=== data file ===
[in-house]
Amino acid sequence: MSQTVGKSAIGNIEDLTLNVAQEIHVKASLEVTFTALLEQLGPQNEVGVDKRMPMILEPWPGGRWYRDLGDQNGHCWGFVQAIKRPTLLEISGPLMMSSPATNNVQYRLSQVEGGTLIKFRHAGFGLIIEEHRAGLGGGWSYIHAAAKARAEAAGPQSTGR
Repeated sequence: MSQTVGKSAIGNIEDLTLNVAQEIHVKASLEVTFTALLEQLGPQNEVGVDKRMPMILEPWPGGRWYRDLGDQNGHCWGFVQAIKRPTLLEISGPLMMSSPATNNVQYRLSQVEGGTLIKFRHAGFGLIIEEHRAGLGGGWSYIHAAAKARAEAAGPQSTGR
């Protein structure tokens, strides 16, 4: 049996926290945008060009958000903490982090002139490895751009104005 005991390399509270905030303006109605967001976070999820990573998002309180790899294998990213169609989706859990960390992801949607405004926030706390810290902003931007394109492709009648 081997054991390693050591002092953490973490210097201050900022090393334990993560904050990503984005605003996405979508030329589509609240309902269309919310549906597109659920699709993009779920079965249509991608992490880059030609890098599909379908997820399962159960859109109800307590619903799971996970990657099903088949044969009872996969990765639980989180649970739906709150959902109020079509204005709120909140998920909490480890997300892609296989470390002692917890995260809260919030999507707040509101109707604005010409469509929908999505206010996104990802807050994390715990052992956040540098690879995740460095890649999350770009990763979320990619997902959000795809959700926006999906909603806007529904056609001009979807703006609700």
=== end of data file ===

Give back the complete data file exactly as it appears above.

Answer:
[in-house]
Amino acid sequence: MSQTVGKSAIGNIEDLTLNVAQEIHVKASLEVTFTALLEQLGPQNEVGVDKRMPMILEPWPGGRWYRDLGDQNGHCWGFVQAIKRPTLLEISGPLMMSSPATNNVQYRLSQVEGGTLIKFRHAGFGLIIEEHRAGLGGGWSYIHAAAKARAEAAGPQSTGR
Repeated sequence: MSQTVGKSAIGNIEDLTLNVAQEIHVKASLEVTFTALLEQLGPQNEVGVDKRMPMILEPWPGGRWYRDLGDQNGHCWGFVQAIKRPTLLEISGPLMMSSPATNNVQYRLSQVEGGTLIKFRHAGFGLIIEEHRAGLGGGWSYIHAAAKARAEAAGPQSTGR
């Protein structure tokens, strides 16, 4: 049996926290945008060009958000903490982090002139490895751009104005 005991390399509270905030303006109605967001976070999820990573998002309180790899294998990213169609989706859990960390992801949607405004926030706390810290902003931007394109492709009648 081997054991390693050591002092953490973490210097201050900022090393334990993560904050990503984005605003996405979508030329589509609240309902269309919310549906597109659920699709993009779920079965249509991608992490880059030609890098599909379908997820399962159960859109109800307590619903799971996970990657099903088949044969009872996969990765639980989180649970739906709150959902109020079509204005709120909140998920909490480890997300892609296989470390002692917890995260809260919030999507707040509101109707604005010409469509929908999505206010996104990802807050994390715990052992956040540098690879995740460095890649999350770009990763979320990619997902959000795809959700926006999906909603806007529904056609001009979807703006609700």